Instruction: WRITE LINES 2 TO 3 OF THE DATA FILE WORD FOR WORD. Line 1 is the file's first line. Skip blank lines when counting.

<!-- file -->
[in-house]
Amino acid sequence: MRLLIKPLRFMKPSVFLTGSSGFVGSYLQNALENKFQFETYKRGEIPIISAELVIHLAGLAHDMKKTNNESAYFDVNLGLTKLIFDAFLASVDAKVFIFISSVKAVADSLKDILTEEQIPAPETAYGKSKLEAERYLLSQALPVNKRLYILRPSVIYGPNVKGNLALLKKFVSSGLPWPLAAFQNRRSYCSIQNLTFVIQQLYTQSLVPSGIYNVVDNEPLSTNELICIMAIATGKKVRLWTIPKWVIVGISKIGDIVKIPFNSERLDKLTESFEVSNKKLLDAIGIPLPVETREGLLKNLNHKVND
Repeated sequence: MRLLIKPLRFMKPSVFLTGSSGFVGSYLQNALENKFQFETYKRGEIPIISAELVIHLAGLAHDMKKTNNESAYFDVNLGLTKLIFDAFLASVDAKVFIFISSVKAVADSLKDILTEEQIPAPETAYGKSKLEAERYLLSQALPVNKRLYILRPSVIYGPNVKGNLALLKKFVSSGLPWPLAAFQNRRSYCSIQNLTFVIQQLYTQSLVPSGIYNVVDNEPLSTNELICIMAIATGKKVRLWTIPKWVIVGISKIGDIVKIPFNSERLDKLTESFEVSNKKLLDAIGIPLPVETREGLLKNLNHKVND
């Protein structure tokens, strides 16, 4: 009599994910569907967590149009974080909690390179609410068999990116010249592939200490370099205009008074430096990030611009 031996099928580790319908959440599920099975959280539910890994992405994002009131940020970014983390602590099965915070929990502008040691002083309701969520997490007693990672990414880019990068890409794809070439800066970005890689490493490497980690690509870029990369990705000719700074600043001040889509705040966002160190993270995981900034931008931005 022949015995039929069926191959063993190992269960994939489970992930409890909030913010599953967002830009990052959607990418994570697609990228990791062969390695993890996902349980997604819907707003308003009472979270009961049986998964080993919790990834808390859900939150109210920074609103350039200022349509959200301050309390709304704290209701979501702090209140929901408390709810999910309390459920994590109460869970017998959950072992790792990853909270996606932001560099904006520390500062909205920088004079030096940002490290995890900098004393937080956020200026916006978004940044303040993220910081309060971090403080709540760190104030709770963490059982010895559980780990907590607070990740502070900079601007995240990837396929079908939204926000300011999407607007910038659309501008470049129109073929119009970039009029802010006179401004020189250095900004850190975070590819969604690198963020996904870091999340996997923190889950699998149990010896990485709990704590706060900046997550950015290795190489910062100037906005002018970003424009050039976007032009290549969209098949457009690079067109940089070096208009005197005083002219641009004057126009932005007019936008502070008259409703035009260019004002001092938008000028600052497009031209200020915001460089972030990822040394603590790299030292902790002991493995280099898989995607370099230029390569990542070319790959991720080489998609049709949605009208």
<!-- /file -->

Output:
Amino acid sequence: MRLLIKPLRFMKPSVFLTGSSGFVGSYLQNALENKFQFETYKRGEIPIISAELVIHLAGLAHDMKKTNNESAYFDVNLGLTKLIFDAFLASVDAKVFIFISSVKAVADSLKDILTEEQIPAPETAYGKSKLEAERYLLSQALPVNKRLYILRPSVIYGPNVKGNLALLKKFVSSGLPWPLAAFQNRRSYCSIQNLTFVIQQLYTQSLVPSGIYNVVDNEPLSTNELICIMAIATGKKVRLWTIPKWVIVGISKIGDIVKIPFNSERLDKLTESFEVSNKKLLDAIGIPLPVETREGLLKNLNHKVND
Repeated sequence: MRLLIKPLRFMKPSVFLTGSSGFVGSYLQNALENKFQFETYKRGEIPIISAELVIHLAGLAHDMKKTNNESAYFDVNLGLTKLIFDAFLASVDAKVFIFISSVKAVADSLKDILTEEQIPAPETAYGKSKLEAERYLLSQALPVNKRLYILRPSVIYGPNVKGNLALLKKFVSSGLPWPLAAFQNRRSYCSIQNLTFVIQQLYTQSLVPSGIYNVVDNEPLSTNELICIMAIATGKKVRLWTIPKWVIVGISKIGDIVKIPFNSERLDKLTESFEVSNKKLLDAIGIPLPVETREGLLKNLNHKVND